Robert Frost- An Insight
Good blocks of beach it was I split
As large around as the chopping blocks
And every piece I squarely hit
Fell splinter less as a cloven rock
The blows that a life of self control
Spares to strike for the common good
That day giving a loose to my soul
I spent on the unimportant wood
The hard and consistent efforts in our life backed by self control with common good in mind will always give us good and joyful results. They yield us soul satisfaction. We should not look for material benefits in every thing we do. At times a petty and insignificant work would yield us an immense measure of joy through soul satisfaction. When you put in efforts backed by self control your efforts wont go waste[splinter less]
The sun was warm but the wind was chill
You know how it is with an April day
When sun is out and the wind is still
You are one month on in the middle of may
But if you so much as dare speak
A cloud comes over the sun lit arch
A wind comes of a frozen peak
And you are two months back in the middle of march
Here the poet compares the human life to the climate wise uncertain month of April. He connotes sun?s warmth to the joys while winter chill to the hardships.
A happy and comfortable life suddenly stands over powered by a phase of hardships. Similarly at time a cruel period of life suddenly takes turn towards a joyful phase. Thus the human life stays vacillating between joys and hardships.
A blue bird comes tenderly up to alight
And fronts the wind to unruffled a plume
His song pitched as not to excite
A single flower as yet to blossom
It is snowing a flake and he half knew
Winter was only playing a possum
Except in color he isn?t blue
But he wouldn?t advise a thing to blossom.
Wise people do not get deceived just by a moments respite from the hardships and be cautious not to send false alarms exhibiting excitement because some innocents may react in haste and stand to be ruined later.
The water for which we may have to look
In summer time with a witching wand
In every wheel ruts now a brook
In every print of hoof a pond
Be glad of water but don?t forget
The lurking frost in the earth beneath
That will stand forth after the sun is set
And show on the water its crystal teeth.
The human life is generally seen to vacillate between the joys and hardships. Hence the poet takes water, the essential resource for human survival and connotes it with the most essential income resources. At times, in life we find income in plenty every where around us and we should not be glad. We should always remember that the hardships always keep lurking round the corner and may pounce upon us at any time.
Out of the woods two hulking tramps
[From sleeping god knows where last night
But not long since in the lumber camps]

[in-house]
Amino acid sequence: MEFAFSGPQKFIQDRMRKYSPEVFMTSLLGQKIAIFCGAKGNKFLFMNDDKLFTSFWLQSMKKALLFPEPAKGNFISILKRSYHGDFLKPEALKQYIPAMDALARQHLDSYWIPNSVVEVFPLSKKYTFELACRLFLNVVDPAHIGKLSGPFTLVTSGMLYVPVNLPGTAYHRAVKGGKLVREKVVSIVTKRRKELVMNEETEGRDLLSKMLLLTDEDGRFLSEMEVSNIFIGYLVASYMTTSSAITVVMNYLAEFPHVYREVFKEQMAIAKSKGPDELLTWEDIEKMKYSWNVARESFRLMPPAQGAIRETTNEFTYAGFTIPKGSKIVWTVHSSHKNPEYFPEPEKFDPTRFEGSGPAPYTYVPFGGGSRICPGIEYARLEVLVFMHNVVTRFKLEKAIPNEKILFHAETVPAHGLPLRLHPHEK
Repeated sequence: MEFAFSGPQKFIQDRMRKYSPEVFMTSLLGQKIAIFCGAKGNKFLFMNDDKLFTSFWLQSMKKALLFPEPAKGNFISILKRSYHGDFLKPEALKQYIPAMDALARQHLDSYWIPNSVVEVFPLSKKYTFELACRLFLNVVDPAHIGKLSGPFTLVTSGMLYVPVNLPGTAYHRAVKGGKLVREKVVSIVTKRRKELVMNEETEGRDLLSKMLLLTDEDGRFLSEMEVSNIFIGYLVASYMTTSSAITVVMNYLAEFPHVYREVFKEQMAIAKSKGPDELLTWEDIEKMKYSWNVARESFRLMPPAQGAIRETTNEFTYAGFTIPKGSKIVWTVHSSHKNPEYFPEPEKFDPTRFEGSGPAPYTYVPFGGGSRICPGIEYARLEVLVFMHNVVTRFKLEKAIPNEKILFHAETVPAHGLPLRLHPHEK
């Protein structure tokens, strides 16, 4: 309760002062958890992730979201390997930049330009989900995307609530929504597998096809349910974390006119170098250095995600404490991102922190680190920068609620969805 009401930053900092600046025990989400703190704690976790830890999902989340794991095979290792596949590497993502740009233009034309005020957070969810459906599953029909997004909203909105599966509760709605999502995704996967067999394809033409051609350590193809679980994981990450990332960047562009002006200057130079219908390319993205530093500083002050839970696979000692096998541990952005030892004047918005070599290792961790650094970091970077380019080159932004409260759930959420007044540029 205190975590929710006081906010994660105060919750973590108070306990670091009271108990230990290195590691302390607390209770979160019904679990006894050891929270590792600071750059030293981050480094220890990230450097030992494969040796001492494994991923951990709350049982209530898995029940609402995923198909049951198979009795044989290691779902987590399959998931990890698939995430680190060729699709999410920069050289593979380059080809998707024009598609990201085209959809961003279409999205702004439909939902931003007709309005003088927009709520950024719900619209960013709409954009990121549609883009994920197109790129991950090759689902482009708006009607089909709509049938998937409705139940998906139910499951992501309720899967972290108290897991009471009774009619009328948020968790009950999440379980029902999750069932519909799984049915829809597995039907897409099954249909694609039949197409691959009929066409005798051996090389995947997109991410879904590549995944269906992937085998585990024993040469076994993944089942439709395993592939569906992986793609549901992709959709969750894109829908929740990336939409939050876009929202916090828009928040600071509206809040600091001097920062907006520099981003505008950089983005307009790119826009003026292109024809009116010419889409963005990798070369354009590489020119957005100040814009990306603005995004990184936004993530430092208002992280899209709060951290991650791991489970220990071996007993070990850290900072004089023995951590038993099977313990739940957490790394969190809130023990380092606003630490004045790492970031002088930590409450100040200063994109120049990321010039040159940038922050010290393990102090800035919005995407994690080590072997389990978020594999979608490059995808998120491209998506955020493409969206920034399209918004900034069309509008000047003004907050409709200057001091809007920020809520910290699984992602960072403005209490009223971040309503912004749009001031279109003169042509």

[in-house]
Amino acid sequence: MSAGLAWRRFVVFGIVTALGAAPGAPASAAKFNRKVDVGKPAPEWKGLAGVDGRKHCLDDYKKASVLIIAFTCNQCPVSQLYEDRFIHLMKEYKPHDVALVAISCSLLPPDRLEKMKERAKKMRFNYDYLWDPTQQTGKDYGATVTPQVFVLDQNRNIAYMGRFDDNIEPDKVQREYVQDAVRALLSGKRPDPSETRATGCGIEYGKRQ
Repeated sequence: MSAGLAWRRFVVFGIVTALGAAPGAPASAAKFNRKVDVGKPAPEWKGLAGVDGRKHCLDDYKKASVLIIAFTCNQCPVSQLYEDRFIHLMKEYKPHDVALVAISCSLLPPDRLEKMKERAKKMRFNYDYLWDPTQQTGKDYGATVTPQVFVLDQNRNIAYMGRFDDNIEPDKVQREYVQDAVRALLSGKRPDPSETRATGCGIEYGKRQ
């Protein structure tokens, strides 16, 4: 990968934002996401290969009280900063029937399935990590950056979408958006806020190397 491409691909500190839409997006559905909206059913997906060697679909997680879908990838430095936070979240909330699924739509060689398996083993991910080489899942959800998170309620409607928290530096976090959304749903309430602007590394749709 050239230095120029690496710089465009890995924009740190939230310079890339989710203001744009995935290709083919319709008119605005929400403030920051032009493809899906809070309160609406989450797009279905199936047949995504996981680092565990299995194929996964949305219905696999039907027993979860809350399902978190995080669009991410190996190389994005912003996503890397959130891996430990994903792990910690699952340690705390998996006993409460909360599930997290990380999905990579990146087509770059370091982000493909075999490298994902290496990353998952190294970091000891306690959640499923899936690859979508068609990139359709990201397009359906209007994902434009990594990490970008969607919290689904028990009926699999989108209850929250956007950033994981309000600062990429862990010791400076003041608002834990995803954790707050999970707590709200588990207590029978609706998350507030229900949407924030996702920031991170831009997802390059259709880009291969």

They thought all chopping was theirs of right
Men of the woods and lumber jacks
They judged me by their appropriate tool
Except as fellow handled an axe
They had no way of knowing a fool
It would be wrong to think that only constant exposure or long experience makes one skillful. If you really love some work and gain pleasure out of it you tend to become skilled though that work is not in anyway a part of an occupation you have chosen to make a living. Frost could not go to university but he was awarded Pulitzer Prize for poetry four times and was awarded honorary degrees by 28 universities including two in England.
Nothing on either side was said
They knew they had but to stay their stay
And all their logic would fill my head
As that I had no right to play
With what was another man?s work for gain?
My right might be love but theirs was need
and where the two exist in twain
theirs was the better right-agreed.
Many people who take up literature for a living either as teachers, poets or writers long for degrees and doctorates to further their interests like lumber jack need wood to split to make a living. Robert Frost was engaged in some other occupation and was earning his livelihood. He wrote poetry only for his soul satisfaction but he was showered upon with honorary degrees, doctorates, decorations and award. At some corner of his heart the guilt lurks that he was playing with the livelihood of some by writing poetry.
But yield who will to their separation
My object in living is to unite
My avocation and vocation
As my two eyes make one in sight
Only where love and need are one
And work is play for mortal stakes
Is the deed ever really done
For heaven and future?s sake.
Poet shrugs off the guilt that lurked at some corner of his heart expressed in the previous stanza. He justifies his act of producing poetry because by way of it he can unite his vocation and avocation so that the god loves it and blesses him because he is producing something useful which his future generations can use and be benefited by.